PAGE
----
The University of Liverpool has announced plans to axe more than 200 academic jobs.
The institution said that allowing in excess of 220 academics to leave under a voluntary redundancy scheme would enable it to “increase the pace of the improvements already taking place”.
“This will include reshaping our academic staffing profile, enabled by the launch of a voluntary severance scheme for academic staff, and making substantial investment in teaching and research priorities,” a University of Liverpool spokesman said.
“We aim to allow more than 220 to leave through the scheme. In turn, the initiative will enable us to invest in key areas and support colleagues across the university in accelerating improvements in the quality of our research and teaching.”
However, the University and College Union questioned whether cutting jobs was the best way to deliver improvements.
“We are unconvinced that getting rid of over 200 valuable and experienced teaching and research staff is the best approach to try and improve rankings for teaching and research,” said Martyn Moss, the UCU regional official. “The university talks about improving the student experience. While universities may be obsessed with rankings, student surveys tell us that students want to see investment in staff and teaching to improve their experience.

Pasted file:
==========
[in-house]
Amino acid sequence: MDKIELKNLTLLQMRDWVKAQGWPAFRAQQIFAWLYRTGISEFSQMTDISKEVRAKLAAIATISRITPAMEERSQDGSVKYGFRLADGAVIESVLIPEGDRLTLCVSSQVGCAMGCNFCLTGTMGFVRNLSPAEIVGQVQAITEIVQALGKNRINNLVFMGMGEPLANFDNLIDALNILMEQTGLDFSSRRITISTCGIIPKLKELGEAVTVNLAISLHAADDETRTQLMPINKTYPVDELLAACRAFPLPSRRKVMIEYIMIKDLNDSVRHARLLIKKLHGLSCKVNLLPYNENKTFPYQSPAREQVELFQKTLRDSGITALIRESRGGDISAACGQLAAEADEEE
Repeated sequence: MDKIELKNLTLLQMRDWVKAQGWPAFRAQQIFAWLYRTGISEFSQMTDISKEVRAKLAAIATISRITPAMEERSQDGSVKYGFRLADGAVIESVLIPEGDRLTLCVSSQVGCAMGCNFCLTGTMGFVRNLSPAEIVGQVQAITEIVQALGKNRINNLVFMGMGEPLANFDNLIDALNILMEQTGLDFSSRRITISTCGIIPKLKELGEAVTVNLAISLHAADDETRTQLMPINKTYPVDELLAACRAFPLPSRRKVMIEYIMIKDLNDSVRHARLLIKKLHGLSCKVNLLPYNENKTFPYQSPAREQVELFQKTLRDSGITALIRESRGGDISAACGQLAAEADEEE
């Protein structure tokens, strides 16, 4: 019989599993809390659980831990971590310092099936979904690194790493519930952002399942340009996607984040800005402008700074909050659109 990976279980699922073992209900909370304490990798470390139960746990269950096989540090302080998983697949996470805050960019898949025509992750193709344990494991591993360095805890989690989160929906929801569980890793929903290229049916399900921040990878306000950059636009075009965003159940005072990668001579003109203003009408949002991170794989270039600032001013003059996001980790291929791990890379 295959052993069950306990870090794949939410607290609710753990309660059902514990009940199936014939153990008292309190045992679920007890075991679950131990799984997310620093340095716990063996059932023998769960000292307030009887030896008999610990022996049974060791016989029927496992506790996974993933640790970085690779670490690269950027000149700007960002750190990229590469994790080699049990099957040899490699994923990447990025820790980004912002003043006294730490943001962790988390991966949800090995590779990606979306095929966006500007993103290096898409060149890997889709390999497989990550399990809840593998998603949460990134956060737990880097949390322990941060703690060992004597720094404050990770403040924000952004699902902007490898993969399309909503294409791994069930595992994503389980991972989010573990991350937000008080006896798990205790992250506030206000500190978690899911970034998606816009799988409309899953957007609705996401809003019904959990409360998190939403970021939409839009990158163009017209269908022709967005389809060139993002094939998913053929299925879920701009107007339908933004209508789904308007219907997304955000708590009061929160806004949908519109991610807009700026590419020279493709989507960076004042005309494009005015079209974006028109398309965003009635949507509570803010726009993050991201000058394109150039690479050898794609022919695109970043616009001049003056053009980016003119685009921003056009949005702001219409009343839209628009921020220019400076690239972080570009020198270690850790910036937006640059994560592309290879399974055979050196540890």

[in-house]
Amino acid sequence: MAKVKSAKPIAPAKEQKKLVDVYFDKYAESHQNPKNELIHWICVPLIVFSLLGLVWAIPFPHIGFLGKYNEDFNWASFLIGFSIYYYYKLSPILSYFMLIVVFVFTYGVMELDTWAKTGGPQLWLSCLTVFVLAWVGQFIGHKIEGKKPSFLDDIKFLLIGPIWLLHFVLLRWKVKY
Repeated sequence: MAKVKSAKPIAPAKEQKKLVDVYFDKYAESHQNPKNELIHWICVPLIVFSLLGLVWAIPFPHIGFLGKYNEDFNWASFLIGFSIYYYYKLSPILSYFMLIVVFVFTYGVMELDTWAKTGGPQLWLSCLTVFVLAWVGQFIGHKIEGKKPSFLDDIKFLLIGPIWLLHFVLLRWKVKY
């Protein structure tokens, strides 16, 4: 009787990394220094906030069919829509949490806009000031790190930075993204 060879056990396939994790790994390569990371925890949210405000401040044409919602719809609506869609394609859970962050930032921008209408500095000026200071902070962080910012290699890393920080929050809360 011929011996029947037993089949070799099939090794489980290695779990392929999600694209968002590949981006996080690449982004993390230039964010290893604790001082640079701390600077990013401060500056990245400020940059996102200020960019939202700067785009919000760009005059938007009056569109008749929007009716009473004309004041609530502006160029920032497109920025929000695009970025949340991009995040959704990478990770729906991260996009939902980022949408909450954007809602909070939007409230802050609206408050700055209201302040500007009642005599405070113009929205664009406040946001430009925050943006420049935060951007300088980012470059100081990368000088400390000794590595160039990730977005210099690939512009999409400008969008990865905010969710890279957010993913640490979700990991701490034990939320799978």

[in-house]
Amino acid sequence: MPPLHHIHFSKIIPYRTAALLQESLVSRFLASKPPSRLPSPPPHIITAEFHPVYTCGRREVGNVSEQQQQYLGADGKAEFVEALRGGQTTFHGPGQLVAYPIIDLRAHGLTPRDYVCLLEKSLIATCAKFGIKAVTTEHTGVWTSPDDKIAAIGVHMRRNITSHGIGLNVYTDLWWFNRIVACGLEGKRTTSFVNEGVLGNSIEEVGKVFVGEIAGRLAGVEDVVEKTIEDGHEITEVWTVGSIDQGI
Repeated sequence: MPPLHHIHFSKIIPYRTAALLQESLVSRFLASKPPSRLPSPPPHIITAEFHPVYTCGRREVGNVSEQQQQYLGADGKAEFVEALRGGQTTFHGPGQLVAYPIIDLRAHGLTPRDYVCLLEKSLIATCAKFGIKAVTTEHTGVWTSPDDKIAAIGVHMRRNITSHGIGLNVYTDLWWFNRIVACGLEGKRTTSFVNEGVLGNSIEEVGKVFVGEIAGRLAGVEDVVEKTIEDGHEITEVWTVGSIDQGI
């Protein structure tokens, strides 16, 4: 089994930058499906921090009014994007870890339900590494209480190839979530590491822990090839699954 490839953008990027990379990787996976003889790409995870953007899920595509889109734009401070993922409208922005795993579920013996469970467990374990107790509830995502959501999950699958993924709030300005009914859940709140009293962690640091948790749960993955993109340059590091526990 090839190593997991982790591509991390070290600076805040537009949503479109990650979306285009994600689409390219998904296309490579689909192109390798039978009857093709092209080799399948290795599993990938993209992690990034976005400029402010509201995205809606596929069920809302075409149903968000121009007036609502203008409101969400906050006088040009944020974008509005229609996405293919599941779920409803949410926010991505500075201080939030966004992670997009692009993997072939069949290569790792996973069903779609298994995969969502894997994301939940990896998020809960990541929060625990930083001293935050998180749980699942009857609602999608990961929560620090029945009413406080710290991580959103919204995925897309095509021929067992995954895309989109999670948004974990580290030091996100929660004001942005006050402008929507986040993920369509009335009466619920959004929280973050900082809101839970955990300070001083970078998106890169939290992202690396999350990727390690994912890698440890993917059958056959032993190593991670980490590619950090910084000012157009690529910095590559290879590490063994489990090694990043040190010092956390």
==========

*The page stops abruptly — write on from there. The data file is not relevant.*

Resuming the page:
“Any sensible university planning for the future would properly consult with its staff and students before making any kind of changes.”
News of the Liverpool redundancy programme came to light as more details emerged about cuts at the Open University, which were first announced last year. The distance-learning institution, which is looking to cut £100 million from its £420 million annual budget, has opened a voluntary redundancy programme.
The Guardian reported that internal documents suggested that the OU was considering closing 41 undergraduate and postgraduate degree courses, leaving 71 available. The overall reduction in the number of courses, qualifications and modules on offer would be more than a third of the current total, the newspaper said.
UCU regional official Lydia Richards said the proposals “would destroy the Open University as we know it, turning it from an innovative, world-leading distance-education university into a digital content provider”.
“We want a halt to the cuts and a full investigation into how these proposals have been arrived at,” she added. “We have no confidence that there has been proper scrutiny in developing these plans.”
An OU spokesman said that the university “must change to deliver its core mission of supporting students from all backgrounds to fulfil their potential through education and to equip them for a fast-evolving world”.
“We are working closely with our academics to deliver this ambitious programme and focus on areas which deliver greatest benefit to our students,” he said.
“We understand that the changes are creating uncertainty and are working as swiftly as possible with colleagues to finalise our plans. Once approved by the university's governing bodies, our people will be the first to know.”